Some supporters of the nominees have suggested that racism or sexism may be playing a role in opposition to the nominations.

“Let me say this, both Attorney General Becerra and I, throughout our careers, have been the only Latino in the room,” said Sen. Alex Padilla (D-Calif.), who introduced Becerra to the Senate Finance Committee on Wednesday for his confirmation hearing.

“Sadly, Xavier and I are not unfamiliar with being held to different standards.”

Manchin, who previously announced he opposed Tanden due to her “overtly partisan statements,” said Wednesday that his opposition was not personal and had nothing to do with her gender.

“I just want to bring people together in a bipartisan way,” Manchin told reporters.

Manchin has not said whether he will support Becerra, who some Republicans and conservative groups have painted as an extremist on abortion with no relevant health care experience that would prepare him to lead one of the largest federal agencies.

Manchin’s office did not respond to requests for comment.

Sen. Ron Wyden (D-Ore.), who chairs the Senate Finance Committee, which will eventually vote on Becerra’s nomination, told reporters this week he hasn’t heard any concerns from Democrats about the nominee.

But just one defection from a Senate Democrat on any of the three nominees would require GOP support for confirmation.

Sen. Mitt Romney (R-Utah), considered a swing vote for Biden nominees, told Becerra on Tuesday during a Senate Health Committee hearing: “I think we can reach common ground on many issues” except for abortion.

Romney told reporters he is “still evaluating” Becerra but the nominations of Haaland and Tanden “present some real questions and challenges.”

Democrats are also watching GOP Sens. Susan Collins (Maine) and Lisa Murkowski (Alaska), two moderates who have voted for some of Biden’s other nominees.

Neither senator has said how they will vote on the Becerra nomination, and their offices didn’t respond to requests for comment, but Collins and Murkowski didn’t raise any criticism of him or express any concerns during the Senate Health Committee confirmation hearing Tuesday, breaking with some of their Republican colleagues who sit on the panel.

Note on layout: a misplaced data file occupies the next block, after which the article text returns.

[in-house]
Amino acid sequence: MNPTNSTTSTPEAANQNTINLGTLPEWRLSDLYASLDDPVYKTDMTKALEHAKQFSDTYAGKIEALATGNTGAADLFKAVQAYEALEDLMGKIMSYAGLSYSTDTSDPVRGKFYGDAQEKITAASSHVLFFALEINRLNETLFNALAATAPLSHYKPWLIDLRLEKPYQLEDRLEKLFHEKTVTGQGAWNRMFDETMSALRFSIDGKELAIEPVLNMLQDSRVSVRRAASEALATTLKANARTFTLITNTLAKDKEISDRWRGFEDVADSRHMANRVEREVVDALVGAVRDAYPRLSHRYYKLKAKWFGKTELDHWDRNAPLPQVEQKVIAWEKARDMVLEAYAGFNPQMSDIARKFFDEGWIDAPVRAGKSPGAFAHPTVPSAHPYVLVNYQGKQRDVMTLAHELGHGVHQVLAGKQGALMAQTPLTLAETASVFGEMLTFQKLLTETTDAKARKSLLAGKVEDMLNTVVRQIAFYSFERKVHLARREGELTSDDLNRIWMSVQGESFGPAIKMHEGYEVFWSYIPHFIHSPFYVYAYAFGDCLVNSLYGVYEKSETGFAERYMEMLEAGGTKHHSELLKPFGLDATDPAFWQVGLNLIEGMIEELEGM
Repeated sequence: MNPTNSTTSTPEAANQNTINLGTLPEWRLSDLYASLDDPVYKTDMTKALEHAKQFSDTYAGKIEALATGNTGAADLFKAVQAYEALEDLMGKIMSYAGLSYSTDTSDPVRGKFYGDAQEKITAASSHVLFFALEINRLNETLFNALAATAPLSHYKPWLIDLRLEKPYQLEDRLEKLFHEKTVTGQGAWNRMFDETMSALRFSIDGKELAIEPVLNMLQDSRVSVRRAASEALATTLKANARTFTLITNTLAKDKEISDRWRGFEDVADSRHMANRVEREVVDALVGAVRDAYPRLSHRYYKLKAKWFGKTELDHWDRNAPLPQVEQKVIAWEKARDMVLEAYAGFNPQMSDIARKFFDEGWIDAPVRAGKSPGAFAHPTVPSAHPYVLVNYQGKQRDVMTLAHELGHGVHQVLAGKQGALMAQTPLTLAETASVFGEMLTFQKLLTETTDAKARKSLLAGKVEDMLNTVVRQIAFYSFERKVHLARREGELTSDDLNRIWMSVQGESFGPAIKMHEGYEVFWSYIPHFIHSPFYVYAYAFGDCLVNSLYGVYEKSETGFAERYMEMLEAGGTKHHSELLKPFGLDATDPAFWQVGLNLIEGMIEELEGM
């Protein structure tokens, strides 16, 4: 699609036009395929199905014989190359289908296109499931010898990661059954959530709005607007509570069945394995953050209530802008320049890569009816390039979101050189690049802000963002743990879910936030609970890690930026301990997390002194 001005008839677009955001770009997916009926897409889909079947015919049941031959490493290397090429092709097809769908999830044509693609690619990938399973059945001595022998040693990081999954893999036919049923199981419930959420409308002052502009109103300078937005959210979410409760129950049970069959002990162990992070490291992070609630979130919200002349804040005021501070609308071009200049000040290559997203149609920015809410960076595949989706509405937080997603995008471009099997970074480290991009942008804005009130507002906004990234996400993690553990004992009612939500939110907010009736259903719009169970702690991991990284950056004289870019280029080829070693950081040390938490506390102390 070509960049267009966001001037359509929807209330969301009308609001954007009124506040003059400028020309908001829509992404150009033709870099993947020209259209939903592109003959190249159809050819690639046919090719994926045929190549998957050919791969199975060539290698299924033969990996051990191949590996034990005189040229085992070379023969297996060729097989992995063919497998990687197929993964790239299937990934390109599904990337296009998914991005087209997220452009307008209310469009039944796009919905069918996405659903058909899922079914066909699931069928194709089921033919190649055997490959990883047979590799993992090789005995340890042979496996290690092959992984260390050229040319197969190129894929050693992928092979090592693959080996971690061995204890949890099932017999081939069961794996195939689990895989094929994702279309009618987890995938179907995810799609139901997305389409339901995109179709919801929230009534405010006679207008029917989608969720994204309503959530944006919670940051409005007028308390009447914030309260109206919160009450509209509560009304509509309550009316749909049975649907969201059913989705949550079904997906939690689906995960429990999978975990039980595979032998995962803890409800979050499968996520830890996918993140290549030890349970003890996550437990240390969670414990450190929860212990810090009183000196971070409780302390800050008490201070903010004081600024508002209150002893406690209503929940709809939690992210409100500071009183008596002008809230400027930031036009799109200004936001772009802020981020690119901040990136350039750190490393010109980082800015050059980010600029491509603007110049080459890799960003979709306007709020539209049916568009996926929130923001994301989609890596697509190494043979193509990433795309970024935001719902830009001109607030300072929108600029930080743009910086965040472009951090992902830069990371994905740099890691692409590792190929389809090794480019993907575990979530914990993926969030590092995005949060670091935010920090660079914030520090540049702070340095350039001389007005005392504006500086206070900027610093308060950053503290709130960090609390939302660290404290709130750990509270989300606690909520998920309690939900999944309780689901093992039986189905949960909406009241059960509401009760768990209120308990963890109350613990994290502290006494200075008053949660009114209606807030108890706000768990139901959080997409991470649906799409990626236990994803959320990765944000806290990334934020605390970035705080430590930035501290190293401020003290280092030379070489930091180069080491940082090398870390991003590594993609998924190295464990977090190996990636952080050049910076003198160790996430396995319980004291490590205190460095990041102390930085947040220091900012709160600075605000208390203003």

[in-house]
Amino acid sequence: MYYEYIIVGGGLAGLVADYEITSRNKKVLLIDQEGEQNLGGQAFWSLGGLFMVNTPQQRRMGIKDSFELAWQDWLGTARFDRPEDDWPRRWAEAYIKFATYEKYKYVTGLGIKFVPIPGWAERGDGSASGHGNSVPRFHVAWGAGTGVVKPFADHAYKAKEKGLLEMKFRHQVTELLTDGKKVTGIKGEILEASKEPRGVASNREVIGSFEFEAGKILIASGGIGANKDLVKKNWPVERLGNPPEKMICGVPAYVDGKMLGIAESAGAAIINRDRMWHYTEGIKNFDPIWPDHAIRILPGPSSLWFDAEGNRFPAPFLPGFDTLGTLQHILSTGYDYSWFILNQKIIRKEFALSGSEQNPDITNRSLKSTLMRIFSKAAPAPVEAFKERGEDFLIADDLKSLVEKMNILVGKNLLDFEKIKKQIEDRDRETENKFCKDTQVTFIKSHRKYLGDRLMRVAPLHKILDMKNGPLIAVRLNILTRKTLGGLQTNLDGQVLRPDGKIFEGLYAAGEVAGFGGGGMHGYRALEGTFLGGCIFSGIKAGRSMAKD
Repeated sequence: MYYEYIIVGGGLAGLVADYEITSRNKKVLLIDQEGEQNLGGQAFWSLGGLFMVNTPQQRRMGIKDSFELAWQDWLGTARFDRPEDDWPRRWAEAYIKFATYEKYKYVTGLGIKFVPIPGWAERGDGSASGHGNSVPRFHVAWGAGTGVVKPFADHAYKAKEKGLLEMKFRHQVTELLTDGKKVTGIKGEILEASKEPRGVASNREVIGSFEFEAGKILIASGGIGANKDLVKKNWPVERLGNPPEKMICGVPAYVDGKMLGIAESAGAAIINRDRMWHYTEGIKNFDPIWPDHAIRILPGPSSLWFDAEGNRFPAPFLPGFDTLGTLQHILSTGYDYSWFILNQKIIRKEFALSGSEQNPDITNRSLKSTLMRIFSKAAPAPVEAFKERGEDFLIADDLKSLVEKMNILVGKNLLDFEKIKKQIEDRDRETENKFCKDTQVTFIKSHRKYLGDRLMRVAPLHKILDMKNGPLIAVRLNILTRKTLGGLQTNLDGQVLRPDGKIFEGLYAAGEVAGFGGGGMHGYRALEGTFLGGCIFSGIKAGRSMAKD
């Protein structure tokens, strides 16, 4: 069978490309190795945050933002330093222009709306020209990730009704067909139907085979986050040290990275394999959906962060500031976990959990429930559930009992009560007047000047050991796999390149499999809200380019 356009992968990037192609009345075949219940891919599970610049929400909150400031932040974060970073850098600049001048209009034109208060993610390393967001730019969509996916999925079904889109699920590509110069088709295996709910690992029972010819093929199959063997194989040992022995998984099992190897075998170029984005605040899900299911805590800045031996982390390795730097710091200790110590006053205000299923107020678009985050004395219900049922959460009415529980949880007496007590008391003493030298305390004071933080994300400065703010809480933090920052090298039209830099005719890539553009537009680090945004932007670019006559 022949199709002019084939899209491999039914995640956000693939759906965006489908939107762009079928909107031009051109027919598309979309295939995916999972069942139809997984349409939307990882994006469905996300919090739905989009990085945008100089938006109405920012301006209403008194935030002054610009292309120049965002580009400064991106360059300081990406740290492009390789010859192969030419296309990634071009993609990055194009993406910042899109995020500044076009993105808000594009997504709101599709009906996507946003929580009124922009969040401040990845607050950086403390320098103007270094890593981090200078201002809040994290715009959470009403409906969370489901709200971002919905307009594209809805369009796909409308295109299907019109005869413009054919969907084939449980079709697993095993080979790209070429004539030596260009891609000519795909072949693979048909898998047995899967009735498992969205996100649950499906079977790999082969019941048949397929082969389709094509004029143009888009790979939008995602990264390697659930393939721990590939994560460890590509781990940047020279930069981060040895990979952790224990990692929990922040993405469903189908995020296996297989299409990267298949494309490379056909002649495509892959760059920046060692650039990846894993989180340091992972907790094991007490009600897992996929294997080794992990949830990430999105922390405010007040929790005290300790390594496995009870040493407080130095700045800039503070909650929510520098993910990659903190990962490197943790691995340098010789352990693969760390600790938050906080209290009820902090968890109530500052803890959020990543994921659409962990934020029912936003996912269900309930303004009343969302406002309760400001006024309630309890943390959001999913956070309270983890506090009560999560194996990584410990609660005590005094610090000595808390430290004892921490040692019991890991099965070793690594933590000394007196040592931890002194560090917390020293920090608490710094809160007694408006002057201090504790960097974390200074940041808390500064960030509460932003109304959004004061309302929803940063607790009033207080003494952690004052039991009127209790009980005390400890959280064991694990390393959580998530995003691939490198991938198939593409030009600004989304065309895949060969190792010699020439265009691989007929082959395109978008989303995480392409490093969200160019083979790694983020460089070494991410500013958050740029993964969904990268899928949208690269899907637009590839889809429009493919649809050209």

While other Republicans have cited Becerra’s support for abortion rights as one of the reasons they won’t support him, Collins and Murkowski are the only Senate GOP members who say they support access to abortions.

Murkowski is also the only remaining independent-minded Republican who has not said how she plans to vote on Tanden; Biden would need at least one Republican to vote in her favor given Manchin’s stated opposition.

“Obviously, Lisa Murkowski would win major points with the president who will be there for the next four years -- and live up to her independent party label -- if she ends up voting for Neera Tanden, and that’s probably not lost on her,” said Adam Green, cofounder of the Progressive Change Campaign Committee.

The confirmation process has been delayed and complicated as senators were forced to balance hearings with work on Biden’s coronavirus proposal and former President Trump’s impeachment trial. The Trump administration’s delay of the transition in November also impacted the confirmation process, Biden officials say.

The pace of confirmations has fallen behind that of former Presidents Trump, Obama and George W. Bush.

Some of Biden’s early nominees received considerable bipartisan support, and Democrats are pushing to quickly confirm more officials this week. William Burns, a career diplomat, appeared on the path to bipartisan confirmation for CIA director Wednesday as the Senate Intelligence Committee held a hearing on his nomination.

“Controversy about some nominees is hardly a rare occurrence,” said William Howell, a professor at the University of Chicago Harris School of Public Policy. “Presidents have to nominate so many people and these politics are so thick and the divisions between Democrats and Republicans are so great, that invariably there are going to some that hit a snag.”